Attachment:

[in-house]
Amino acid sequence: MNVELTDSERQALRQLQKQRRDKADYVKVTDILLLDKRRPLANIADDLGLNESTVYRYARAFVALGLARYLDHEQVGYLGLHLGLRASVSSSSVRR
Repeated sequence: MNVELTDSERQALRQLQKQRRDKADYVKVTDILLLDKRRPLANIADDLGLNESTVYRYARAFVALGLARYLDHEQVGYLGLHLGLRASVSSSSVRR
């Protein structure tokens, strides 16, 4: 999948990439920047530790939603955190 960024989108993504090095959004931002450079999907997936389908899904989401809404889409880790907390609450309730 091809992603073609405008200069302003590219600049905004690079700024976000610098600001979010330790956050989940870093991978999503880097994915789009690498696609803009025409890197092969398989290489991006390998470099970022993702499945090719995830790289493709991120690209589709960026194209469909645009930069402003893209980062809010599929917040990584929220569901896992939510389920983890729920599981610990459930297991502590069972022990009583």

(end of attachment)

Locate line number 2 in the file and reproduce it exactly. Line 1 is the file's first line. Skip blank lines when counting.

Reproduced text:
Amino acid sequence: MNVELTDSERQALRQLQKQRRDKADYVKVTDILLLDKRRPLANIADDLGLNESTVYRYARAFVALGLARYLDHEQVGYLGLHLGLRASVSSSSVRR